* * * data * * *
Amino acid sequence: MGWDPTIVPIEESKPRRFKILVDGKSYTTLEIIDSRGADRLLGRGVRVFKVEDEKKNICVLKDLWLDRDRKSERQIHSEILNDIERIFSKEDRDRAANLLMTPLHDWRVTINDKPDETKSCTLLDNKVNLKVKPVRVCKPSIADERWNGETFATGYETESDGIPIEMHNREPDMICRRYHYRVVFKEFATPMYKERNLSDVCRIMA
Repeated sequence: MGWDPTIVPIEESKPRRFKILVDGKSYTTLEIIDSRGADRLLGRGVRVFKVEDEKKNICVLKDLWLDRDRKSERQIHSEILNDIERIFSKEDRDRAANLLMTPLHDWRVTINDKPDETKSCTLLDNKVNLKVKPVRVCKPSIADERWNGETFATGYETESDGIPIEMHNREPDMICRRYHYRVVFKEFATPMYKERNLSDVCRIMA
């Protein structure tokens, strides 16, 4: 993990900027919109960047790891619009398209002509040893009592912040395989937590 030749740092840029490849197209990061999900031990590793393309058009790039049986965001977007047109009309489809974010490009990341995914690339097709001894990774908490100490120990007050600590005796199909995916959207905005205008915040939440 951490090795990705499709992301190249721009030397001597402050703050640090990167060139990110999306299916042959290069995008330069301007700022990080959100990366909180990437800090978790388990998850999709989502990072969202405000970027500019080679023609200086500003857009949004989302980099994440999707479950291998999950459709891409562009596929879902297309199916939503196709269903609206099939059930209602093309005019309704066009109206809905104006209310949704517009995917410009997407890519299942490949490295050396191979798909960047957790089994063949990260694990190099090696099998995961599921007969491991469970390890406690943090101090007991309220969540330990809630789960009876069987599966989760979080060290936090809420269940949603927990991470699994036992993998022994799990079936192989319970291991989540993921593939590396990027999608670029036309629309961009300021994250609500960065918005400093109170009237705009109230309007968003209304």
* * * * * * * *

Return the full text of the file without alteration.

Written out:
Amino acid sequence: MGWDPTIVPIEESKPRRFKILVDGKSYTTLEIIDSRGADRLLGRGVRVFKVEDEKKNICVLKDLWLDRDRKSERQIHSEILNDIERIFSKEDRDRAANLLMTPLHDWRVTINDKPDETKSCTLLDNKVNLKVKPVRVCKPSIADERWNGETFATGYETESDGIPIEMHNREPDMICRRYHYRVVFKEFATPMYKERNLSDVCRIMA
Repeated sequence: MGWDPTIVPIEESKPRRFKILVDGKSYTTLEIIDSRGADRLLGRGVRVFKVEDEKKNICVLKDLWLDRDRKSERQIHSEILNDIERIFSKEDRDRAANLLMTPLHDWRVTINDKPDETKSCTLLDNKVNLKVKPVRVCKPSIADERWNGETFATGYETESDGIPIEMHNREPDMICRRYHYRVVFKEFATPMYKERNLSDVCRIMA
């Protein structure tokens, strides 16, 4: 993990900027919109960047790891619009398209002509040893009592912040395989937590 030749740092840029490849197209990061999900031990590793393309058009790039049986965001977007047109009309489809974010490009990341995914690339097709001894990774908490100490120990007050600590005796199909995916959207905005205008915040939440 951490090795990705499709992301190249721009030397001597402050703050640090990167060139990110999306299916042959290069995008330069301007700022990080959100990366909180990437800090978790388990998850999709989502990072969202405000970027500019080679023609200086500003857009949004989302980099994440999707479950291998999950459709891409562009596929879902297309199916939503196709269903609206099939059930209602093309005019309704066009109206809905104006209310949704517009995917410009997407890519299942490949490295050396191979798909960047957790089994063949990260694990190099090696099998995961599921007969491991469970390890406690943090101090007991309220969540330990809630789960009876069987599966989760979080060290936090809420269940949603927990991470699994036992993998022994799990079936192989319970291991989540993921593939590396990027999608670029036309629309961009300021994250609500960065918005400093109170009237705009109230309007968003209304």